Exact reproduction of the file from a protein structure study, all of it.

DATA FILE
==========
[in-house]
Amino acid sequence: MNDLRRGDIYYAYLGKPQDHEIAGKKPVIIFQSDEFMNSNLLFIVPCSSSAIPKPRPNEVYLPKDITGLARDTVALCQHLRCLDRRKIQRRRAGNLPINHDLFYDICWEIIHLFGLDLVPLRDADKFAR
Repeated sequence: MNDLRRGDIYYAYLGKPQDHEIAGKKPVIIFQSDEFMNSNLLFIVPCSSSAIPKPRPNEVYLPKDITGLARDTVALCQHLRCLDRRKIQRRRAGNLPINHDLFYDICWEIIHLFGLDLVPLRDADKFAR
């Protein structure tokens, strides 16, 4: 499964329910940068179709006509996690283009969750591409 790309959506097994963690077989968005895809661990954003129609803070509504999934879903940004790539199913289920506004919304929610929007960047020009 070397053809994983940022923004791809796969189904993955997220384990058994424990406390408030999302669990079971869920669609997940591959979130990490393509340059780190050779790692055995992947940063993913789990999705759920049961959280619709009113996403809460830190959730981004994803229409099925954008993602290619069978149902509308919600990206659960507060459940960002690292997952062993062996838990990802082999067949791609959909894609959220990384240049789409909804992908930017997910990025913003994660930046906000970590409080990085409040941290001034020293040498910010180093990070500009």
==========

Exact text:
[in-house]
Amino acid sequence: MNDLRRGDIYYAYLGKPQDHEIAGKKPVIIFQSDEFMNSNLLFIVPCSSSAIPKPRPNEVYLPKDITGLARDTVALCQHLRCLDRRKIQRRRAGNLPINHDLFYDICWEIIHLFGLDLVPLRDADKFAR
Repeated sequence: MNDLRRGDIYYAYLGKPQDHEIAGKKPVIIFQSDEFMNSNLLFIVPCSSSAIPKPRPNEVYLPKDITGLARDTVALCQHLRCLDRRKIQRRRAGNLPINHDLFYDICWEIIHLFGLDLVPLRDADKFAR
């Protein structure tokens, strides 16, 4: 499964329910940068179709006509996690283009969750591409 790309959506097994963690077989968005895809661990954003129609803070509504999934879903940004790539199913289920506004919304929610929007960047020009 070397053809994983940022923004791809796969189904993955997220384990058994424990406390408030999302669990079971869920669609997940591959979130990490393509340059780190050779790692055995992947940063993913789990999705759920049961959280619709009113996403809460830190959730981004994803229409099925954008993602290619069978149902509308919600990206659960507060459940960002690292997952062993062996838990990802082999067949791609959909894609959220990384240049789409909804992908930017997910990025913003994660930046906000970590409080990085409040941290001034020293040498910010180093990070500009």